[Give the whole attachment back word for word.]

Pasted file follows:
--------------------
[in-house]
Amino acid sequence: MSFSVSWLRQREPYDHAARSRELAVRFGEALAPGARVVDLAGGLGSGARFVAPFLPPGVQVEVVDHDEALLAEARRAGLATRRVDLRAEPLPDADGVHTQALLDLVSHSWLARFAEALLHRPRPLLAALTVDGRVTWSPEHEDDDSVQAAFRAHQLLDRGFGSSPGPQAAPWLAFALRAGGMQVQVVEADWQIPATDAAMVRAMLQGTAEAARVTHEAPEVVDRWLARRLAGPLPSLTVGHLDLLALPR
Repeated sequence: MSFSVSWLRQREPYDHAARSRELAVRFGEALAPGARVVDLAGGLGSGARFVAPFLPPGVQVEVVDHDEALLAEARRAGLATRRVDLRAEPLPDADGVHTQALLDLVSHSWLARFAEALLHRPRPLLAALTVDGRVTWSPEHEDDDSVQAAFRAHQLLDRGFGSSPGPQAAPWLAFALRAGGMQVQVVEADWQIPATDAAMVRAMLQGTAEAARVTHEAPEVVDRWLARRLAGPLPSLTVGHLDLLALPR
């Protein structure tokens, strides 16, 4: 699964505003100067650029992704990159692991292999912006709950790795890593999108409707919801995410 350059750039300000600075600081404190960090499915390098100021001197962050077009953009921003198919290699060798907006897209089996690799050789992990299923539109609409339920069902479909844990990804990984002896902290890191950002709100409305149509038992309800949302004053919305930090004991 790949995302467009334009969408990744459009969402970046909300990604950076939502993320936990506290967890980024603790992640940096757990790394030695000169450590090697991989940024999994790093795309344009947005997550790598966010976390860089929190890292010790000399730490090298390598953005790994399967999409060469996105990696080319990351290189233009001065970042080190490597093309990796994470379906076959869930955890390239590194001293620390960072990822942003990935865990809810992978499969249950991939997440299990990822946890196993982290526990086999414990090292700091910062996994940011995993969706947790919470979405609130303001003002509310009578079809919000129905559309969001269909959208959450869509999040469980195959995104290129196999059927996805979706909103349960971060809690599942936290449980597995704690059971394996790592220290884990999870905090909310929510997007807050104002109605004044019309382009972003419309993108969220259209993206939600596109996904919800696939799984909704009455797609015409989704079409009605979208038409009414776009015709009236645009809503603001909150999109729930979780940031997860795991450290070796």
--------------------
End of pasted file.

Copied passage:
[in-house]
Amino acid sequence: MSFSVSWLRQREPYDHAARSRELAVRFGEALAPGARVVDLAGGLGSGARFVAPFLPPGVQVEVVDHDEALLAEARRAGLATRRVDLRAEPLPDADGVHTQALLDLVSHSWLARFAEALLHRPRPLLAALTVDGRVTWSPEHEDDDSVQAAFRAHQLLDRGFGSSPGPQAAPWLAFALRAGGMQVQVVEADWQIPATDAAMVRAMLQGTAEAARVTHEAPEVVDRWLARRLAGPLPSLTVGHLDLLALPR
Repeated sequence: MSFSVSWLRQREPYDHAARSRELAVRFGEALAPGARVVDLAGGLGSGARFVAPFLPPGVQVEVVDHDEALLAEARRAGLATRRVDLRAEPLPDADGVHTQALLDLVSHSWLARFAEALLHRPRPLLAALTVDGRVTWSPEHEDDDSVQAAFRAHQLLDRGFGSSPGPQAAPWLAFALRAGGMQVQVVEADWQIPATDAAMVRAMLQGTAEAARVTHEAPEVVDRWLARRLAGPLPSLTVGHLDLLALPR
């Protein structure tokens, strides 16, 4: 699964505003100067650029992704990159692991292999912006709950790795890593999108409707919801995410 350059750039300000600075600081404190960090499915390098100021001197962050077009953009921003198919290699060798907006897209089996690799050789992990299923539109609409339920069902479909844990990804990984002896902290890191950002709100409305149509038992309800949302004053919305930090004991 790949995302467009334009969408990744459009969402970046909300990604950076939502993320936990506290967890980024603790992640940096757990790394030695000169450590090697991989940024999994790093795309344009947005997550790598966010976390860089929190890292010790000399730490090298390598953005790994399967999409060469996105990696080319990351290189233009001065970042080190490597093309990796994470379906076959869930955890390239590194001293620390960072990822942003990935865990809810992978499969249950991939997440299990990822946890196993982290526990086999414990090292700091910062996994940011995993969706947790919470979405609130303001003002509310009578079809919000129905559309969001269909959208959450869509999040469980195959995104290129196999059927996805979706909103349960971060809690599942936290449980597995704690059971394996790592220290884990999870905090909310929510997007807050104002109605004044019309382009972003419309993108969220259209993206939600596109996904919800696939799984909704009455797609015409989704079409009605979208038409009414776009015709009236645009809503603001909150999109729930979780940031997860795991450290070796």